“It’s about getting experience and that’s tough for guys as well as girls. You have to be good. And you’re either good or you’re not,” Carberry says.
Her sister-in-law maintains a similarly straightforward view. Walsh has got closer than any woman to Aintree National glory, finishing third on Seabass in 2012. She is set for a fifth ride in the race aboard Wonderful Charm on Saturday, employed by Britain’s champion trainer Paul Nichols.
“I never in a million years would have thought I’d have got to ride in four Nationals by now. Because there’s a host of riders who’ve never ridden in the National and they’re well capable too. It’s all about trying to get on these horses in the first place and that’s the same if you’re male or female,” she maintains.
Walsh is likely to be the only woman riding in Saturday’s big race. She downplays how she and Carberry have been the only female presence in the race for over a decade, pointing to how modern safety requirements include a clause that every jockey has to have ridden at least 10 winners over fences prior to lining up in the National.
“I would have lost a lot of money betting on Rachel Blackmore having ridden more than 10 winners. It’s very hard if you’re an amateur to have ridden 10 winners over fences. You don’t get those opportunities. The first year I rode Seabass I only scraped in.
“You look at someone like Lisa O’Neill: she’s won a Kerry National and the four-miler at Cheltenham, so it’s hard to believe she isn’t able to ride in the National. The 10 winners is probably not a bad thing since they’re probably under pressure from the animal-rights crew. But it does make it very hard for amateurs especially,” Walsh adds.
A curiosity of Irish racing is that riding as a top amateur is a full-time job, which means both women bring a professional objectivity to how the famous National fences have been modified in recent years. To critics it has turned the race into just another long-distance handicap. To others it has saved the National from potential public outcry.
“Time moves on and the changes are for the better. They want to keep it as high-profile as they can,” Carberry says. “It’s been made safer for horses and riders but it still takes jumping.”
Walsh agrees and points out that horses prone to mistakes still have no chance of becoming a National winner.
“It’s funny how some of the fences that don’t have famous names like Bechers or The Chair are actually huge. The third fence, the first ditch, is a monster. If you get over that you’re happy. Then you come down to Bechers, Foinavon and the Canal Turn which can turn into a bottleneck. But then on the far side there are a couple of more ditches that are absolute whoppers. Maybe it’s because they don’t have famous names that people don’t notice them. But they take jumping,” she says.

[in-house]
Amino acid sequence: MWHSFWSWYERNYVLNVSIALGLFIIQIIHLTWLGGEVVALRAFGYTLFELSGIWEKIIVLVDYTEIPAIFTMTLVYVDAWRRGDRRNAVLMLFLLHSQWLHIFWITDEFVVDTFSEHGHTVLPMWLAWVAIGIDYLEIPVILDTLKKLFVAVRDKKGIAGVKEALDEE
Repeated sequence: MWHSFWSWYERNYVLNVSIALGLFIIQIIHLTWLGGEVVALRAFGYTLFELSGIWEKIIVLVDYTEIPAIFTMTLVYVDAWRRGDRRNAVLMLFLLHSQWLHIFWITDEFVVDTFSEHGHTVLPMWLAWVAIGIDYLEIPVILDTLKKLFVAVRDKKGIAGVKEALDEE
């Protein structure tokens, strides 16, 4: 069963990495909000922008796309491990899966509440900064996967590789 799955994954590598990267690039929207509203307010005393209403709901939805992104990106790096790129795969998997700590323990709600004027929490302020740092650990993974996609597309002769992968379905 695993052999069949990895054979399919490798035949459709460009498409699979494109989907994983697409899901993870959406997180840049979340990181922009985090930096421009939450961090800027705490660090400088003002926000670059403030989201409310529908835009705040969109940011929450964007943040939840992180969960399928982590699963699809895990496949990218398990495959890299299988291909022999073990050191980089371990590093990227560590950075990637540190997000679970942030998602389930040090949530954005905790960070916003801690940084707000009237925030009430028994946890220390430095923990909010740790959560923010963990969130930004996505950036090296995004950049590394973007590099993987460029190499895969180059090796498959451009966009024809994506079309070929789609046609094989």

They also represent a challenge that makes the pluck involved in jumping them seem all the more remarkable. It’s the sort of pluck that makes no allowances for gender and Walsh argues that she doesn’t require any sort of allowance along the lines of the new French initiative in order to compete.
“I think that was driven by the PMU (French Tote System) and betting. Punters in cafes weren’t betting on female riders so they were losing money. They want to make it more attractive to bet on female riders. But then it’s only in certain races, not graded races, so I’m not sure about it. I like the way it is here. It’s unique,” she says.
I don’t see myself as a female jockey, just a jockey
The National remains unique too. The nature of the media game means when, or if, a woman ever rides the winner it will inevitably be portrayed through the prism of gender. But Walsh and Carberry have already secured something with a significance far beyond a single race no matter how lustrous it is.
“I don’t see myself as a female jockey, just a jockey,” Rachel Blackmore said recently. “I think there’s no difference anymore. Nina and Katie got rid of any kind of stigma with their achievements.”
Which is some legacy whichever way you choose to look at it.